Down from the waist they are Centaurs,
Though women all above: But to the girdle do the gods inherit,
Beneath is all the fiends';
There's hell, there's darkness, there's the sulphurous pit,
Burning, scalding, stench, consumption; fie,
fie, fie! pah, pah!
Give me an ounce of civet,
good apothecary, to sweeten my imagination:
King Lear (IV, vi)
Very few pieces that I have read convey the blind irrationality and fear that lies at the root of true misogyny as this evocative passage from King Lear. We all know that this kind of fear that women might contaminate and infect existed throughout history and is still alive and kicking in some parts of the world. Perhaps we don't quite expect to find it in the Church of England?
Just recently I received the account below; it was written by a woman who attended the same meeting described in the recent post on the debate on women bishops and describes the views expressed as "bile" and as "venomous". I am not going to name the diocese, but it occurs to me that it must have been quite some meeting! It reads as follows:
"I recently attended my first Deanery Synod. My expectations were not high; I anticipated a slightly dull evening with a serious, if somewhat worthy, discussion of the agenda items. The main issue was the legislation for the ordination of women bishops.
My expectations were totally confounded; it was far from a dull meeting. I witnessed a shocking display of misogyny that would have led to disciplinary action being taken in any of the areas that I have worked in. There was a palpable sense of outrage expressed by one of the speakers at the temerity of women in the Church. His forcibly expressed view that the ordination of women transmitted a contagion that was irreversible and rendered those involved with their ordination unfit for ministering to, or in conjunction with, those opposed to women priests was offensive. That these views were allowed to pass unchallenged compounded the offence, and it made matters worse that those attempting to counter this bile were effectively silenced.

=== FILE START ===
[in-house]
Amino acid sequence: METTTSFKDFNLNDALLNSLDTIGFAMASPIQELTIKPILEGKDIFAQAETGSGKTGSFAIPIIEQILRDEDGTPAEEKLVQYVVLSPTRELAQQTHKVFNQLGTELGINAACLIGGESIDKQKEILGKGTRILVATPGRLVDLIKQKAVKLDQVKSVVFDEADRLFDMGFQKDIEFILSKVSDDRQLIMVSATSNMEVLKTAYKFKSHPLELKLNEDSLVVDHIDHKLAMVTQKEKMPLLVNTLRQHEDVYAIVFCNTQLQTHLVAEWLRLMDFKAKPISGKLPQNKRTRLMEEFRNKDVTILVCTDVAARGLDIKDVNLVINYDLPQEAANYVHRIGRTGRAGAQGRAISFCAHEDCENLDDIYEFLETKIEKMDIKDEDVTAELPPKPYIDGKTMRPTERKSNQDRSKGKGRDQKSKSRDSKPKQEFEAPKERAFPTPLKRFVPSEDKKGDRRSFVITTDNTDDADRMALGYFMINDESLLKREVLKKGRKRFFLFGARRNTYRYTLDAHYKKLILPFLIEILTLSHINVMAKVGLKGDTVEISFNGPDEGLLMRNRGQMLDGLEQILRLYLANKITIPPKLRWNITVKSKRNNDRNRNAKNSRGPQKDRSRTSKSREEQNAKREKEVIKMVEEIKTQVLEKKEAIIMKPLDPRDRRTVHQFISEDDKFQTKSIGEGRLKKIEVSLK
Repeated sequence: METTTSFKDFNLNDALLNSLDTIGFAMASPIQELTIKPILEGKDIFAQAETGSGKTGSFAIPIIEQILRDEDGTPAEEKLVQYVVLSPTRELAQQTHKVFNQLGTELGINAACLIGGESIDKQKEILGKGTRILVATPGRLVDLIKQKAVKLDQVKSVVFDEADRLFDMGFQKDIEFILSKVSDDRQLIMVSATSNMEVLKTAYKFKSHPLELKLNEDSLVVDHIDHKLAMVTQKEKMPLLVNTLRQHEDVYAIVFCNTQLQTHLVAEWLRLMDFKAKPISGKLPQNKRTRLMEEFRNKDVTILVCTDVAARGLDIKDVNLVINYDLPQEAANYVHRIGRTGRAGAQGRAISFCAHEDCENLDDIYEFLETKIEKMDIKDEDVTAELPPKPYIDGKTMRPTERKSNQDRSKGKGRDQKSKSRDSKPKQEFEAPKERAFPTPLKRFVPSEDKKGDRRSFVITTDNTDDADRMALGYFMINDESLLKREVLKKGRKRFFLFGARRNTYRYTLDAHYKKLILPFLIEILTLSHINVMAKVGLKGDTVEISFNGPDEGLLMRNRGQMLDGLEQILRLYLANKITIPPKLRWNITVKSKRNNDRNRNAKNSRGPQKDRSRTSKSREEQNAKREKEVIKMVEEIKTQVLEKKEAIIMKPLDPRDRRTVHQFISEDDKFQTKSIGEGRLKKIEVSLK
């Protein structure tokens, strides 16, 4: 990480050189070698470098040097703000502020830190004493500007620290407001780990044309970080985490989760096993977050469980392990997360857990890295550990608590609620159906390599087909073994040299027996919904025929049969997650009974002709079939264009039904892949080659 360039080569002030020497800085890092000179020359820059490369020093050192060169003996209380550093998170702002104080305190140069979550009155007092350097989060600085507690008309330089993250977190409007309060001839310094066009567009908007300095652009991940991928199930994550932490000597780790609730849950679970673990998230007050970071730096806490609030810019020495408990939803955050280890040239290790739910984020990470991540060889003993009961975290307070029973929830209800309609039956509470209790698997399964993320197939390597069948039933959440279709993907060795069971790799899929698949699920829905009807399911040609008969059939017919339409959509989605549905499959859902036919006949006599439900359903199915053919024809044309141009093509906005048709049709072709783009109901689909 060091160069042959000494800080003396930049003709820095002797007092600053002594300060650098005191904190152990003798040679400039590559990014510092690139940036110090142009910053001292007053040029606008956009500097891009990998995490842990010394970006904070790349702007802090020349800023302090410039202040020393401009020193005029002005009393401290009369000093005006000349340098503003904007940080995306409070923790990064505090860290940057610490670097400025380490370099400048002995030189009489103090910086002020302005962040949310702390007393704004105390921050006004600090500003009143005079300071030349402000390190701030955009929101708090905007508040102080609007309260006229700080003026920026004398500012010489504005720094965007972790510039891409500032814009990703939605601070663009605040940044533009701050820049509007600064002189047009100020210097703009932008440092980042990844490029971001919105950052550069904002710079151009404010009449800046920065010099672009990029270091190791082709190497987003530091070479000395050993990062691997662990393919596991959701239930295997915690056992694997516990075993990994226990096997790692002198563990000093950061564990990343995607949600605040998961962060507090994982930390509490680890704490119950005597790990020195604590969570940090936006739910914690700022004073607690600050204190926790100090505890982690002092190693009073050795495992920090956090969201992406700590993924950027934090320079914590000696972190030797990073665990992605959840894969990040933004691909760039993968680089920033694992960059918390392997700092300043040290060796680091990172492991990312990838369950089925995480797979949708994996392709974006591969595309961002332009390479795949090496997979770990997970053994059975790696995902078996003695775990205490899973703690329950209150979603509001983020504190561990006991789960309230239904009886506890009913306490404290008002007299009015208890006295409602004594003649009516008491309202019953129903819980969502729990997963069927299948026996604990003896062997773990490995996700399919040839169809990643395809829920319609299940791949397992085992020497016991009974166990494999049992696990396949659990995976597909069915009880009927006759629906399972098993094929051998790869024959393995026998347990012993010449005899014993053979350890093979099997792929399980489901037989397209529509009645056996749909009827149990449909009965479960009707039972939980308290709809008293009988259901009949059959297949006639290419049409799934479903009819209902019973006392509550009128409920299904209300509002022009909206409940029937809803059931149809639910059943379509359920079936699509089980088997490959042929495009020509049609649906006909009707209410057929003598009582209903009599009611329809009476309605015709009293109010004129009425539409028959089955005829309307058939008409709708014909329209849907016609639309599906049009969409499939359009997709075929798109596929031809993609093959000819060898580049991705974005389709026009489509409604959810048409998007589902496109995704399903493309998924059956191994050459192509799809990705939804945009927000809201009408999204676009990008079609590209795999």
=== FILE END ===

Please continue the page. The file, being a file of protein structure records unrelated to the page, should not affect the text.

There was much talk of the pain and hurt felt by the opponents of women priests and their desire for an honoured place within the Church but the hurt and distress felt by women exposed to such venomous views was not mentioned."
Since the meeting I have been assured by a retired clergyman that my concerns regarding the role of women in our diocese are unfounded as our bishop is very tolerant of women. I, and most other women I have spoken to, do not want to be tolerated; we want to be valued and encouraged in the same way that our male counterparts are.
I don't want to comment too much on the specifics of the above, it was not a meeting I attended and it was not my experience, but it does leave me disturbed that, in the midst of what has been an overwhelming groundswell of support for women bishops, views have been expressed in such a manner to have left some women feeling shocked, offended, unvalued, spoken about as unclean. It reminded me of the concerns that menstruating women would transfer taint to the sacrament when women were first ordained. One of the most tragic aspects of all of this is that is so contrary to the gospels, in which Christ was touched by and touched all manner of women with a wonderful disregard for the fact that such association would have probably been regarded as rendering him constantly ritually unclean.
I do understand those who wish to find an "honoured place" for those opposed to the ministry of women, but honouring others cuts both ways. Some of the underlying theologies of those opposed are not sound, not rational, not humane and not bibilical. It is simply not acceptable to describe others in a way that shows contempt, disgust or revulsion for who they are, and such views should be challenged.